In my life my brother has never been out of my mind or out of my heart. Since his death, though, I’ve been flooded with memories. In this morning’s newspaper I read of the horrible brush fires ravaging California and more memories swept over me. Here’s the main one associated with those California fires. While he was in college my mild mannered, soft spoken brother jumped out of helicopters to fight forest fires. He knew more about burning forests than most of us ever want or need to know.
Tom and I grew up in isolation without electricity and sometimes without indoor plumbing. Our father was a cowboy. We lived on ranches too far away for friends to come visit. During summers we rarely saw anyone our own age. What we had was each other along with our parents, sections and sections of land, hundreds of cattle, horses, dogs and a lot of chores. We were ranch hands and we worked hard. There was nothing unusual about our climbing on our horses before sunrise to round up cattle.
Our parents had very little money and they certainly couldn’t afford luxuries. Toys were luxuries and so we had few. What we did have were our imaginations. We made toys out of nails and sticks and bailing wire and created worlds in which those toys lived. We narrated and embellished their adventures.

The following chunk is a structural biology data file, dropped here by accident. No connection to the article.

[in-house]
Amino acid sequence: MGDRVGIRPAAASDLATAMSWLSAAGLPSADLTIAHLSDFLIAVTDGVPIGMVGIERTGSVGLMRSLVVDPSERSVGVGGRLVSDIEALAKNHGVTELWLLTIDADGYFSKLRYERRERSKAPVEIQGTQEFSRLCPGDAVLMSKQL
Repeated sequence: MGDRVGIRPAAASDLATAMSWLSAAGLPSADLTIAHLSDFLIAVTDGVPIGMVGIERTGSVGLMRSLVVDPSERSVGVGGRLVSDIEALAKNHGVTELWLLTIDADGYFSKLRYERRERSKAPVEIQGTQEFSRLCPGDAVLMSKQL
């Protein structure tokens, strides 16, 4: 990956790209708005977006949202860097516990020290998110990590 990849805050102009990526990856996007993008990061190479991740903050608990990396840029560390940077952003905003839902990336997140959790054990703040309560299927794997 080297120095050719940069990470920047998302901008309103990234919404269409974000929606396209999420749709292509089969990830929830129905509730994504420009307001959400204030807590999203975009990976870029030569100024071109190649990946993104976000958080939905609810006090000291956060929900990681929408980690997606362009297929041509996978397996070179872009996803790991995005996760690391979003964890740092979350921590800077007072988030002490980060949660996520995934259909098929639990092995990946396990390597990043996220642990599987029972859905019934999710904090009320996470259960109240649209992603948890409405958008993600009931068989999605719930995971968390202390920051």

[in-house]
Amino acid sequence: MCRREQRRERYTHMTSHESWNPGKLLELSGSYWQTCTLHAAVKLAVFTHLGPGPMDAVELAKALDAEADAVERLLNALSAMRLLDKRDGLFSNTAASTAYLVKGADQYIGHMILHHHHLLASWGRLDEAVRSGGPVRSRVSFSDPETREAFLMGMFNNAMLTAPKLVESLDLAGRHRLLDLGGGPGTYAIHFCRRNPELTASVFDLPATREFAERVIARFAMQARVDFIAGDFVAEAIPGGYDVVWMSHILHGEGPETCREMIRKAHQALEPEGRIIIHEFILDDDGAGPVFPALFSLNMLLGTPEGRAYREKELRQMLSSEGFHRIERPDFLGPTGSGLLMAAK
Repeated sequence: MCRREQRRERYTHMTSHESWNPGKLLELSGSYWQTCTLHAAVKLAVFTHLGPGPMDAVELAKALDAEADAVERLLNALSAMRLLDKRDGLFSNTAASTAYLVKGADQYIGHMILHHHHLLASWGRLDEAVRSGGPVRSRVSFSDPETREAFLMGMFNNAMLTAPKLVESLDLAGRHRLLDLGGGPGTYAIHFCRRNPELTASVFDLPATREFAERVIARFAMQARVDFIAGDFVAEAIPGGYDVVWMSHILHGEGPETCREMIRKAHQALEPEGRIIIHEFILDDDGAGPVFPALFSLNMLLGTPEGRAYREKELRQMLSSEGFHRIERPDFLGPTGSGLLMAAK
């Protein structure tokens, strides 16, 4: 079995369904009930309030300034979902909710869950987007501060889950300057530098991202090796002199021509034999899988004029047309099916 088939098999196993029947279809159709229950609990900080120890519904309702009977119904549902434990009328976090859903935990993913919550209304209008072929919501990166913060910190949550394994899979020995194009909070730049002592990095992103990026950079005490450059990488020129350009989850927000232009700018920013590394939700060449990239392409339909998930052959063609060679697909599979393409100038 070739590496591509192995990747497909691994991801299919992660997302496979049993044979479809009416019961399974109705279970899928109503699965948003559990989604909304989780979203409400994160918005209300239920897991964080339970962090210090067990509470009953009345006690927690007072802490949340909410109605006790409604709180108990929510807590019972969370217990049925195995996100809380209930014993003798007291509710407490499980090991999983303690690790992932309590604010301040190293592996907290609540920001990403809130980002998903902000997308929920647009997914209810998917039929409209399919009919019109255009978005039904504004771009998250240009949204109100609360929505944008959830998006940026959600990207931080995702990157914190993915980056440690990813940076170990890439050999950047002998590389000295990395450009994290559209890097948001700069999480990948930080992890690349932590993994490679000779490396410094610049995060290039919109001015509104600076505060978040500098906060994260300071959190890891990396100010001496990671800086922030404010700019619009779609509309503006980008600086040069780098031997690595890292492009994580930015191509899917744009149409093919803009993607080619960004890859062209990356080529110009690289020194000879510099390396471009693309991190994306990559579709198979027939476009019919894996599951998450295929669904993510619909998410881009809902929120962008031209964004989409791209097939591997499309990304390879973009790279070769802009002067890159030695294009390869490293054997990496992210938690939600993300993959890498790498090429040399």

It is no accident that both my brother and I became writers. We lived childhoods fictionalized and made real by our imaginations. Tom read every word I wrote and responded with his serious edits and observations. We also wrote stories and screenplays and novels together.
Because we lived in such isolation, our bond was unique. Sometimes it seemed that we only needed each other. He became my protector and I became his number ONE fan. Though based on today’s turnout I apparently wasn’t his only fan. I still claim the number ONE title though.
I don’t think losing a sibling is never easy nor should it be. My protector died. Life seems very different now and not quite as safe.
In addition to being my protector, Tom was someone who, along with Linda, accepted and loved me for what I was regardless of what life and society might have expected me to be.
You all know that Tom had a passion for writing. He left two big projects unfinished. I don’t feel sad about those unfinished stories. Instead, I’m pleased and proud. Despite his health challenges, he died doing what he loved and holding the hand of the wife he loved. He never stopped writing and he never stopped loving. We should all be so lucky to die doing the work of our hearts and holding the hand of the person we love.
I’ve lost my protector. However, I have my family and we will protect each other. In my mind and in my heart, though, I have NOT lost my big brother. Tom will always hold that position in my life now and forever.
I’m honored he asked me to speak today. I’m honored to have been his little sister.
I love you Tommy.